business questions

Ask Gene: Small Business Owner Questions Answered

Gene Marks

Gene Marks is an author, columnist, keynote speaker and owner of the Marks Group. Through his writing and collaboration with The Hartford’s Small Biz Ahead blog and podcast, Gene gives advice and resources to help business owners, executives and managers they need to run a successful company.

Q: My husband and I file as a qualified joint venture as owners of a gift shop. We want to officially hire our 16 year old. After one of us applies for an EIN, do we still split the expense of our child’s wages on our year-end Schedule Cs? Also, what is a Roth IRA and how do we open one for her?

A: You can hire your child and pay wages out of your business, assuming that wages are reasonable and market competitive. The expense would be treated like any other expense of your gift shop and would be included on either your individual or joint Schedule C, depending on how you file.

A Roth IRA is a special retirement account where you pay taxes on money going into your account, and then all future withdrawals are tax-free. That’s because the money you’re contributing is after-tax money, which is different from a traditional IRA or 401K. You can open up a Roth IRA with any financial services firm – many banks also provide these too.

Q: How do you add retail inventory to balance sheet?

A: Whether you’re a cash basis or accrual basis filer, you still need to account for inventory on your balance sheet. It should be done the same for tax purposes as book purposes. You can’t just write off inventory as you purchase even if you’re on the cash basis. You would capitalize your inventory – maybe as supplies or materials – and then write them off as they’re sold. Inventory on hand at the end of the year must be capitalized and shown on your balance sheet.

Q: I was chasing a 90-day outstanding invoice when the epidemic hit. I sent a polite email understanding that these were difficult times, but explained that we needed to collect on a situation that was dated before our worlds shuttered. I eventually got a “we’ll look into it” response weeks ago. We’re a small business, they’re not. Any advice?

A: This is a problem that many small businesses face and it’s not reported on enough: big companies flexing their muscle and stretching out payments to their smaller vendors. It’s frustrating. The fact is that larger companies have all the leverage and even if you were to (and I hope not) go to court they have more resources to fight. So you have to do everything you can do without going legal.

My recommendation is to go on LinkedIn and find the names of every person that would have some involvement in your transaction. Find out their email addresses and email them. In a professional manner, you should make yourself known to all parties involved. The next time you do work with this company – and there’s no reason not to if the work is profitable – then make sure you get some cash up front.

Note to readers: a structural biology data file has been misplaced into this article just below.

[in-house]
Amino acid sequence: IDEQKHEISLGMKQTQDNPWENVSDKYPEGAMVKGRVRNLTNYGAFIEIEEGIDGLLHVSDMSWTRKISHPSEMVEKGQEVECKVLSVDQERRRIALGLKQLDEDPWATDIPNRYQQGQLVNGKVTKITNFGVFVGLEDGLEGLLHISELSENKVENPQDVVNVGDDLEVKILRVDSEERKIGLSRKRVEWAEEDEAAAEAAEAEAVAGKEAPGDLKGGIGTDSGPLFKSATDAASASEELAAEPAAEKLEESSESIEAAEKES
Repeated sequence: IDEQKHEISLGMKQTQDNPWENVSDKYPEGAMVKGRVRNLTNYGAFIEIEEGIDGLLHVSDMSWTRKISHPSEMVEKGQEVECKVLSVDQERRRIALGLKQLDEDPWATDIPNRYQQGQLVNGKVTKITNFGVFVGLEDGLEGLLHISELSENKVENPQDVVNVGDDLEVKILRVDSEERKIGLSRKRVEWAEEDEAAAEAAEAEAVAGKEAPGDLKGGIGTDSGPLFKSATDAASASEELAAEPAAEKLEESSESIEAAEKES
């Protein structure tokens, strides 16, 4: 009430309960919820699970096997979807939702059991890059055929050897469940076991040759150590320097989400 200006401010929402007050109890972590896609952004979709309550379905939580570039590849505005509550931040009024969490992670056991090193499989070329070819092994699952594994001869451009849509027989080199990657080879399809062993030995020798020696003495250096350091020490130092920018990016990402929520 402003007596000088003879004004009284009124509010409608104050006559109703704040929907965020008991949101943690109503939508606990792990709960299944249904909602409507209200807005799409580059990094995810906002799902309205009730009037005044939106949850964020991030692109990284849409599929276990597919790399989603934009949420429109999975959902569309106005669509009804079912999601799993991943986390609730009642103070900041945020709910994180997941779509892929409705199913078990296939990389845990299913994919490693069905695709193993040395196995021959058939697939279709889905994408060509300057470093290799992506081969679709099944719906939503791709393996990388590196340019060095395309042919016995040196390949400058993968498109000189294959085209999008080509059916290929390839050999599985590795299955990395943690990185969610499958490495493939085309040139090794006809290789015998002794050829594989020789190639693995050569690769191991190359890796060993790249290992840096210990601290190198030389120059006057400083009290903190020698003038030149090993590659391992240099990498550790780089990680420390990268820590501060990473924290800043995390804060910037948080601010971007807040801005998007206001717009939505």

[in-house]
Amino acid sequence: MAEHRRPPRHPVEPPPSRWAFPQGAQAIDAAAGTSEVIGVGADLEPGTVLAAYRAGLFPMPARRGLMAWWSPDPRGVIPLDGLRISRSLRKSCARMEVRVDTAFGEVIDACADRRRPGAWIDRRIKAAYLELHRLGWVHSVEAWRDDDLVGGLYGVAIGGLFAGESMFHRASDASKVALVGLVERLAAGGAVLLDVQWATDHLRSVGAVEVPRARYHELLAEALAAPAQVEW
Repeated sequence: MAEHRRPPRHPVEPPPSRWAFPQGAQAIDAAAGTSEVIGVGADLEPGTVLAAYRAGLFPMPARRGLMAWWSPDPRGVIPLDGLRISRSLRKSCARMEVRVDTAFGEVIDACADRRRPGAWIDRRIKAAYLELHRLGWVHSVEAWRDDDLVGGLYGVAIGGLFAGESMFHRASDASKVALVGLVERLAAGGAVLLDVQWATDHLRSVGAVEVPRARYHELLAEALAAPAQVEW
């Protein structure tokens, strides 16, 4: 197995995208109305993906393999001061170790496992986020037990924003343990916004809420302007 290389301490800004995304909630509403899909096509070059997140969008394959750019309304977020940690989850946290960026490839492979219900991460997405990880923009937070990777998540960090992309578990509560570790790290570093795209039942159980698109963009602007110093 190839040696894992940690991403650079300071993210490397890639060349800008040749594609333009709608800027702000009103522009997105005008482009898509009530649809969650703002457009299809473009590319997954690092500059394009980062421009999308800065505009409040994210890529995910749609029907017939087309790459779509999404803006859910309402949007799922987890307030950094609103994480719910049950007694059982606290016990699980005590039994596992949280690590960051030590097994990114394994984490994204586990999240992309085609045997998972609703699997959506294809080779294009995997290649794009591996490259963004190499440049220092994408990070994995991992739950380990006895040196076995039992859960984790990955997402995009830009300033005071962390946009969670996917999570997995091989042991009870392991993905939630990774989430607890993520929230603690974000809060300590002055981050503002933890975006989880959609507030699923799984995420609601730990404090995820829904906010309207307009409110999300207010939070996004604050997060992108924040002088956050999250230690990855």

Q: Do you have any workers compensation advice/suggestions/concerns regarding employees working remotely?

A: YES! Talk to your worker’s comp provider immediately. Why? Because I’m finding that many clients are overpaying for their remote workers. Remote workers should be classified as the least risky level for WC purposes so if you’ve moved workers that were classified at a higher risk to working from home then you’re likely paying too much worker’s comp. You can get a retroactive refund and adjust rates going forward.

Q: How do you form an LLC as a non-US resident and get accounting services for it?

A: Best place to go is a legal site like legalzoom.com or nolo.com – there are others too that you can Google. You’ll have to pick a state and depending on that state visit the state’s local CPA society (my home state is www.picpa.org) and ask for a referral.

Q: What tips do you have for running a blog?

A: Many, but I’ll offer 3 quick ones:

  1. Lean on your website provider’s blog hosting tools. WordPress, for example, has excellent capabilities.
  2. Commit to posting 1-2 times per week. Google search likes an active blogging site with current, educational information. Keep your posts around 1,000 words if possible (can’t be too short or too long).
  3. It’s all about the headline. If you want to be noticed make sure your headline is catchy, educational and information. Use a good keyword search tool to help sprinkle relevant words in your headline and your article.

Leave a comment or question below for a chance to win Gene’s latest book: “Want More Cash?: 100+ Ideas and Strategies For Increasing Your Company’s Cash Flow This Year

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